Verdict could signal end for Belmar as chief of St. Louis County police

Pictured above: St. Louis County Police Chief Jon Belmar announces the newly instated Special Response Unit in 2018. Photo by Jessica Belle Kramer.

By Gloria Lloyd
News Editor
glorialloyd@callnewspapers.com

A St. Louis County jury handed down a $20 million verdict against the St. Louis County Police Department Oct. 25 for allegedly discriminating against an Oakville police veteran because he is gay, and now the county executive and at least one County Council member are saying it’s time for a new police chief.

Chief Jon Belmar has weathered Ferguson and scandals that might have brought down other police chiefs, generally keeping the support of the police union, the public, and at first, new County Executive Sam Page.

Keith Wildhaber

But after the verdict Page tweeted that he would appoint a new Board of Police Commissioners, which he said could start making change at the top.

Sgt. Keith Wildhaber of Oakville served the department for 22 years when he sued in early 2017, saying that he had been passed over 23 times for promotion because of what one former police board member called his “gayness,” and then transferred to work farther away from home in the Jennings Precinct instead of the Affton Southwest Precinct after he filed a federal employment complaint.

And after a five-day trial last week in which at least one high-ranking police official seemed to be lying on the stand, a jury agreed with Wildhaber that the department is a discriminatory “good ol’ boy network” with top officials who openly opine against gays.

The allegations encompass actions by two top police and county officials, Belmar and Lt. Col. Troy Doyle, who now heads the Department of Justice Services in the wake of four jail deaths this year.

Belmar testified that Wildhaber was not promoted for other reasons, not because he was gay, according to courtroom coverage from the St. Louis Post-Dispatch. He was originally promoted to sergeant by former Chief Tim Fitch, now a member of the County Council who said that he supports the verdict but that Belmar shouldn’t automatically be fired.

Assistant County Counselor Mike Hughes, who was arguing for the county in the case, told the jury that returning a verdict of “even $1” would be a verdict against Belmar.

After deliberating three hours, the jury awarded Wildhaber $1.9 million in actual damages for discrimination along with $10 million in punitive damages. For the retaliation and transfer to a different precinct, the jury awarded him $999,999 in actual damages and $7 million in punitive damages.

“We wanted to send a message,” the jury foreman told reporters. “If you discriminate you are going to pay a big price… You can’t defend the indefensible.”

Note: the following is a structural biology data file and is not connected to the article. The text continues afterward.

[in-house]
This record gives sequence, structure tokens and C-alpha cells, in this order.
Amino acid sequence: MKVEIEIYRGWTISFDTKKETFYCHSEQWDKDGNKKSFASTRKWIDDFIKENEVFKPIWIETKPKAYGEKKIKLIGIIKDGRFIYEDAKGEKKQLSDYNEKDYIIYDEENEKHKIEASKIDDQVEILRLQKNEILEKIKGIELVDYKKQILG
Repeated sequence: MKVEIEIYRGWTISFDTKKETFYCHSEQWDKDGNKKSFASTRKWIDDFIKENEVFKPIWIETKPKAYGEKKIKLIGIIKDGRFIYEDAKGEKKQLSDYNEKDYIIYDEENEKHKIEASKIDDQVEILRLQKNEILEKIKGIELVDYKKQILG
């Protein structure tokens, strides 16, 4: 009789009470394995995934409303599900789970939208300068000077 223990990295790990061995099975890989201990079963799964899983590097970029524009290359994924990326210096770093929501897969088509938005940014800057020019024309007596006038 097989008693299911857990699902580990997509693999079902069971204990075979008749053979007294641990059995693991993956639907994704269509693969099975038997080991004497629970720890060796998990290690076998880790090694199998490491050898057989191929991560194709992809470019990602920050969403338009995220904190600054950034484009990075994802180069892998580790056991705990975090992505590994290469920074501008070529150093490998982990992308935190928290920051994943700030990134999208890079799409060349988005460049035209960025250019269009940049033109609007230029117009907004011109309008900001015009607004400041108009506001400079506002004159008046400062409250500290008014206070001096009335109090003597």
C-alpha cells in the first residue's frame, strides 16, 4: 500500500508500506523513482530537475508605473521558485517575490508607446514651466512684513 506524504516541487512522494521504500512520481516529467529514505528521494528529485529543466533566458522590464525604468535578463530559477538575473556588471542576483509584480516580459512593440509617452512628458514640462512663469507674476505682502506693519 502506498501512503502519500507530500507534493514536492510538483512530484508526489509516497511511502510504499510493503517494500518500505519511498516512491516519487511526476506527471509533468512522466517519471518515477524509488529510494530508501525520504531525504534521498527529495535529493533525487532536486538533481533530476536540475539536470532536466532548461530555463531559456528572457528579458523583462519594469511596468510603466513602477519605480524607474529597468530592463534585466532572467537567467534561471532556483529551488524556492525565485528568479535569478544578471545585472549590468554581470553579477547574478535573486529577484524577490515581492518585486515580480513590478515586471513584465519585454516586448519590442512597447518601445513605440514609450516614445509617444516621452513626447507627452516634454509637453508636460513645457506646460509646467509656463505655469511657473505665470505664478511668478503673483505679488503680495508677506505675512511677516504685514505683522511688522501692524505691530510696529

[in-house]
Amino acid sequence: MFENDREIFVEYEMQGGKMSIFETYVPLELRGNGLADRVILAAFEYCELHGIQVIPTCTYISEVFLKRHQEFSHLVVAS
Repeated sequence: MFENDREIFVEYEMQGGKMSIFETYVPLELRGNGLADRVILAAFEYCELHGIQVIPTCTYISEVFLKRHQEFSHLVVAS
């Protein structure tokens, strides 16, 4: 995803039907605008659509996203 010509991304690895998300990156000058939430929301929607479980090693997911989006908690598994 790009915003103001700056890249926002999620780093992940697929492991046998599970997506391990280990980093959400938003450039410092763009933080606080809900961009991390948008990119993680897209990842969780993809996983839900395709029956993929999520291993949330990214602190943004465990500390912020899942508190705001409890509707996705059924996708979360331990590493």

Jurors also pointed to the testimony of Donna Woodland, a police widow who is currently dating another officer and testified that Capt. Guy Means told her at an event in 2015 that Wildhaber would never get a “white shirt” — police shorthand for the command staff — because he was gay, while using a gay slur. The county brought Means on the witness stand, where he denied making the comment but also denied even knowing Woodland and said he couldn’t pick her out if she was sitting in the jury box.

Woodland came back to the stand on the final day, testifying that she was friends with Means and showing photos that were taken of them at the event where he is giving her a bear hug. She also showed the receipt for a $147 framed gift she got him that hangs on his office wall.

In addition to Woodland, Wildhaber’s attorneys also had one of the most reliable witnesses of the trial in retired Affton Southwest Capt. Chris Stocker, who testifed that Wildhaber was one of his best sergeants in Affton. While Stocker said he did not know the reason why Wildhaber wasn’t promoted, he also said that he didn’t believe that Wildhaber would lie.

Wildhaber received the Distinguished Citation for Valor in 1998 and the Medal of Valor in 1999 for pulling an unconscious victim out of a car before it became totally engulfed in flames, according to the department’s 2000 annual report.

In the wake of the verdict, Page said decisions on police promotions need to be based on merit only: “Our police department must be a place where every community member and every officer is respected and treated with dignity… The current police board and current police chief have served the county faithfully for years. The time for leadership changes has come and change must start at the top. We will begin with the appointment of new members to the police board, which oversees the police chief. An announcement on those appointments is forthcoming. Change must be thoughtful and orderly so that the good police services that our county residents receive are not disrupted.”

Fifth District Councilwoman Lisa Clancy, D-Maplewood, called for Belmar to be replaced and tweeted, “Yes, I want change in the St. Louis County Police Department. But we all have a responsibility — in and out of county gov — to work towards a community that is more inclusive. This is an unfortunate situation but there’s a massive opportunity — let it be so.”